Cordish didn't know about his felony conviction, the district's attorney said.

"He is someone with a documented history of a felony fraud conviction, a history which he failed to disclose to Mosaic. He also has an outstanding warrant for his arrest for fraud in Greene County, MO," Fowler said in his statement.

On Aug. 10, 2013, Cusimano hurt his shoulder while breaking up a fight. He had surgery on Aug. 16. He said he was pressured to return to work before he was physically ready and while he was still on prescription pain medicine.

He said he returned to work on Aug. 23 when he wasn't ready and was medicated. He said he was attacked by two men that he contends were "rabbits" that set him up at his employer's behest, so that they could fire him. He said he received 30 blows to the head and couldn't protect himself due to his shoulder injury and pain medication.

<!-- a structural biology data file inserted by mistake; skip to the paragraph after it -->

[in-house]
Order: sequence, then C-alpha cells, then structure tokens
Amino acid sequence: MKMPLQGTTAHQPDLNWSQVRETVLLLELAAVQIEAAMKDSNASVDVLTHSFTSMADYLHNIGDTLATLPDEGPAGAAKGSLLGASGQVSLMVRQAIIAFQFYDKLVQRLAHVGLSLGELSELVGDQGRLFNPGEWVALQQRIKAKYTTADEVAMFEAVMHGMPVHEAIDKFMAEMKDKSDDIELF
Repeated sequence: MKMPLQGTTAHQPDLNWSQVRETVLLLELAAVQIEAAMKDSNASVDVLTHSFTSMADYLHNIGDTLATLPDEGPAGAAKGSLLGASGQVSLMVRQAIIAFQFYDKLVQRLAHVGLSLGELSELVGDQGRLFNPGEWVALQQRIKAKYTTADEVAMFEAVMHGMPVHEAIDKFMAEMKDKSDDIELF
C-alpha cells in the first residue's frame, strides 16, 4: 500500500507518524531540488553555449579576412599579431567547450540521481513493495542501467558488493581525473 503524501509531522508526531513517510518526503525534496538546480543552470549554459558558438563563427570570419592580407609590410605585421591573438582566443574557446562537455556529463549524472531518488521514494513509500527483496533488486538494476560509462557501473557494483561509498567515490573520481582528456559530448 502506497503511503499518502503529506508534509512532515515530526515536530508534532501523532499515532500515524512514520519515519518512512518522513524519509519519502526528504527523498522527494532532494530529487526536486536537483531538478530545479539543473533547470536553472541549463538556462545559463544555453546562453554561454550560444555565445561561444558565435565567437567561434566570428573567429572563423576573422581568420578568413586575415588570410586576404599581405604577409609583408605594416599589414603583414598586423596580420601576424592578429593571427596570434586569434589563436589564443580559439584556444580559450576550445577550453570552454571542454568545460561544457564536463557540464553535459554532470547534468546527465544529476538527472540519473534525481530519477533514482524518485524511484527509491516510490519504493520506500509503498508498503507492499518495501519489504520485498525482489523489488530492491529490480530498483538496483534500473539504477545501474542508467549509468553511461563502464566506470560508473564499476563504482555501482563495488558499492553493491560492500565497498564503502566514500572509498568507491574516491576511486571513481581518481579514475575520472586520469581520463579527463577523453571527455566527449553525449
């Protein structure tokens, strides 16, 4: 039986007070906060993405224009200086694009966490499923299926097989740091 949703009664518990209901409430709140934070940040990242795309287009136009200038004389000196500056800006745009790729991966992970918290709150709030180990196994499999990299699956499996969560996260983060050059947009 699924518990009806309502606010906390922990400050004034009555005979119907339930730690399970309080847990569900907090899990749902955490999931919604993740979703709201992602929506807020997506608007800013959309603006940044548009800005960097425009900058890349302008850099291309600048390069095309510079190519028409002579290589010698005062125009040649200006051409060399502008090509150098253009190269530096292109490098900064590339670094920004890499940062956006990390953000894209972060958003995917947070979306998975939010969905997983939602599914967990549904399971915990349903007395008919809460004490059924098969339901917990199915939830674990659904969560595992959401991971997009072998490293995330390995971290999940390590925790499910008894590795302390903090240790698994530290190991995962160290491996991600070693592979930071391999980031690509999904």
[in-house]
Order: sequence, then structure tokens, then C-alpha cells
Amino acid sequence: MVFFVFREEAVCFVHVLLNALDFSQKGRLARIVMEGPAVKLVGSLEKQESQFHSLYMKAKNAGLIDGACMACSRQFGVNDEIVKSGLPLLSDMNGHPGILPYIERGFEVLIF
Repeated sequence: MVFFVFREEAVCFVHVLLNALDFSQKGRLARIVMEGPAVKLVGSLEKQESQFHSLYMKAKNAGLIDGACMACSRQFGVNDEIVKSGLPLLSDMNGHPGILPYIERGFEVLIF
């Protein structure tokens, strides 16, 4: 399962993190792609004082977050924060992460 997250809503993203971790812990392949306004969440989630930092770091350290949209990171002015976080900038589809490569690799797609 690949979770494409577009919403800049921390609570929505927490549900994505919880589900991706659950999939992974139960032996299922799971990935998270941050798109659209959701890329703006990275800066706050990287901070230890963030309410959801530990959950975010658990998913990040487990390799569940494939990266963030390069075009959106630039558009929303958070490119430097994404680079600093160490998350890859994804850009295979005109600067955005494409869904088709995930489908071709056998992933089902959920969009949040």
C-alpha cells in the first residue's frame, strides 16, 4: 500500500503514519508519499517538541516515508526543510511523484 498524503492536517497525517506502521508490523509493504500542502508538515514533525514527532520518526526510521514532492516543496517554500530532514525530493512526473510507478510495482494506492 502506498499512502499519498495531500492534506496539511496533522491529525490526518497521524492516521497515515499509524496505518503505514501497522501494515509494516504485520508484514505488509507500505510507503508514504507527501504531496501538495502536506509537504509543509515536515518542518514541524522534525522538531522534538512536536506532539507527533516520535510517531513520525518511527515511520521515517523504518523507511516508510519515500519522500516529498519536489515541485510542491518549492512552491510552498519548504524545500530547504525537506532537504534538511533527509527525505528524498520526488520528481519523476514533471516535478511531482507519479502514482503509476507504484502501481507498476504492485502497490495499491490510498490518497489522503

"While the policemen later were writing tickets to give the assailants, one of the men, already handcuffed, rushed at Cusimano and tried to head butt him," the lawsuit claims. "Cusimano defended himself by pushing the attacker's head away."

Police issued Cusimano a municipal ticket for assault.

"Despite eyewitness reports to the contrary, and despite the fact that the police officers did not clearly see the incident, and so indicated in their report, Cusimano was issued a municipal ticket for assault," the lawsuit says.

He said Cordish's security firm alleged that Cusimano had attacked a helpless man in handcuffs, which Cusimano denies. He said they did this without interviewing him or an eyewitness who came to Cusimano's aid.

He claims he suffered further injury and humiliation.

Cordish had no choice but to fire Cusimano, Cordish maintains.

"As an employee of Mosaic Nightclub, he was observed by officers of the Kansas City Police Department and others striking a defenseless patron, and was arrested and charged with assault by the police department for his actions," Fowler said. "As a result of the above, Mosaic Nightclub had no choice but to terminate Mr. Cusimano's employment. Mosaic will vigorously defend Mr. Cusimano's outrageous allegations and intends to file its own counterclaims against Mr. Cusimano."